Institute a paid time-off policy: Many employers offer 10 paid holidays, two or three weeks of vacation, and a set amount of sick days and personal days each year. In a paid-time-off system, all that time is lumped into a single bank of hours. Workers use that time however they need, without feeling the need to justify the time to the boss or to each other. That way, nobody resents the parents who need to stay home with sick kids for a couple of days, and childless employees who never get sick can reward themselves with vacation days.

If telecommuting is an option, make it optional to everyone: Sure, it may be easier to justify working from home with an explanation like, "I have to take my son to the dentist at lunchtime" than with an explanation like, "I have to take my parakeet to the psychic at lunchtime." But fair is fair. Employers should make it clear that their telecommuting policies apply to all.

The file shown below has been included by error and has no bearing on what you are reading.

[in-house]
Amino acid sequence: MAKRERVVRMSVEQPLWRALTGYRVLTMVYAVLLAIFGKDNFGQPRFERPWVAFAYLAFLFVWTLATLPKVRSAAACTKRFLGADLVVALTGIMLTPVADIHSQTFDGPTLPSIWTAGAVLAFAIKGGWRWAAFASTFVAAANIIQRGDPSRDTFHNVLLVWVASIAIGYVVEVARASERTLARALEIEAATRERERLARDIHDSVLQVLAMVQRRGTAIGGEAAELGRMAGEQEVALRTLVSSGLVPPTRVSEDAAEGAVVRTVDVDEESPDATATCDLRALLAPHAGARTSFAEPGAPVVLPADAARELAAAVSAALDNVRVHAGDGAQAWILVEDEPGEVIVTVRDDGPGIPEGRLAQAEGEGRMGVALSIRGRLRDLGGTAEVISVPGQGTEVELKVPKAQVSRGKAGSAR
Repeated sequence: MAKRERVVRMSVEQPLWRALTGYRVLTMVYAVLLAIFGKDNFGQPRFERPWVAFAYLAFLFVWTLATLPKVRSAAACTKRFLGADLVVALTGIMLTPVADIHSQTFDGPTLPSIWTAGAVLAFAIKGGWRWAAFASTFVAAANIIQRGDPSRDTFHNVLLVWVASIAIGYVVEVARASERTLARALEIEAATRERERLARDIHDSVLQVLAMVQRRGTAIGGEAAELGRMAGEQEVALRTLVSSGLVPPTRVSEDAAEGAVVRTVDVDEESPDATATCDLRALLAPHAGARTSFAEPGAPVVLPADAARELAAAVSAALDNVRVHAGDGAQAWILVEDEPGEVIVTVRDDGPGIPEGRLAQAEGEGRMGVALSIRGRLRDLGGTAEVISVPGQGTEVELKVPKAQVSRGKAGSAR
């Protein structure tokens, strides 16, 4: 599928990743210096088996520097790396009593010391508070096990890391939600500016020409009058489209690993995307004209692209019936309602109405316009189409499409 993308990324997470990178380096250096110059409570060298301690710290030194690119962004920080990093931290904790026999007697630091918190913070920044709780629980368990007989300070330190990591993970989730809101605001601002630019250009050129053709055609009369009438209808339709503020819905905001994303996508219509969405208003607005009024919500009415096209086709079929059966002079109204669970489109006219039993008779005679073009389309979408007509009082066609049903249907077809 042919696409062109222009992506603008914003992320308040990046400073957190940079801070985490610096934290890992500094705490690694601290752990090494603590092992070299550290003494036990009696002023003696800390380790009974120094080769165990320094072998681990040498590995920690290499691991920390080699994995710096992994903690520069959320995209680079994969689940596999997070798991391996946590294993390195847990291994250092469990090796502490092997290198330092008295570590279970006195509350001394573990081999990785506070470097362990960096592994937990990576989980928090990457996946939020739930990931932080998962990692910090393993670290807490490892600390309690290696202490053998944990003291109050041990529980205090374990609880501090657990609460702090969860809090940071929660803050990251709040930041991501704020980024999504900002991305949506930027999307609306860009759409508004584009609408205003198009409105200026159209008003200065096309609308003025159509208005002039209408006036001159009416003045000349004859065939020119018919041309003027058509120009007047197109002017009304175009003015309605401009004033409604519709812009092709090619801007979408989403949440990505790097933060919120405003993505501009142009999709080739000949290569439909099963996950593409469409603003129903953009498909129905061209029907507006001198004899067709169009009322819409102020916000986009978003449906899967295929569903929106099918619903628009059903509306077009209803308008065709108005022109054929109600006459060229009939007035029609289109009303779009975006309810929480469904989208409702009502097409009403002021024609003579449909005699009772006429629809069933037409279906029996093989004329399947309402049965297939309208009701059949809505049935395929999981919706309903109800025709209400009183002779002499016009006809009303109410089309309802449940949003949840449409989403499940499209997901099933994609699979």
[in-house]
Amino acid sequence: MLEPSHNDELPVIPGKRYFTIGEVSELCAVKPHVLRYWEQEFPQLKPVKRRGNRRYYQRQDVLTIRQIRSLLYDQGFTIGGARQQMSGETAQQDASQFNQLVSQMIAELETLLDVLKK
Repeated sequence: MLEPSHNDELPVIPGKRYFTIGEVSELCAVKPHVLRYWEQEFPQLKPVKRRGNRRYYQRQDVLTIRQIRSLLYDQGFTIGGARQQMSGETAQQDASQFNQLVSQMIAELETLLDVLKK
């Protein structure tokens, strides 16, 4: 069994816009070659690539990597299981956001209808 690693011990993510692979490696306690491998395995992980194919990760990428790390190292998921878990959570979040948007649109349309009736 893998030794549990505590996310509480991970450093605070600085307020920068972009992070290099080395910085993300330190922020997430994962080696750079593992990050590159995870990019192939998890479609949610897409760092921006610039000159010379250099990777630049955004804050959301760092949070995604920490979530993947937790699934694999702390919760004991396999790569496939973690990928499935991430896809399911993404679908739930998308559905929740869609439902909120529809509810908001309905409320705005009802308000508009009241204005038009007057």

Ditto, flex time: In a company with a strict 8-to-5 policy, a boss might be more lenient with an employee who arrives at 9:30 a.m. because he was up all night with a crying baby than one who arrives late because he was up all night crying alone. To maintain fairness, employers can institute flex time -- working a set number of hours, but not necessarily the same hours. Such a system benefits both the parent who arrives at 6:30 a.m. in order to be home when the kids get home, and the childless employee who does the same because he is the sole provider for an ailing parent. (According to WPO, one in four employees is caring for an older or ailing adult in some regard.)

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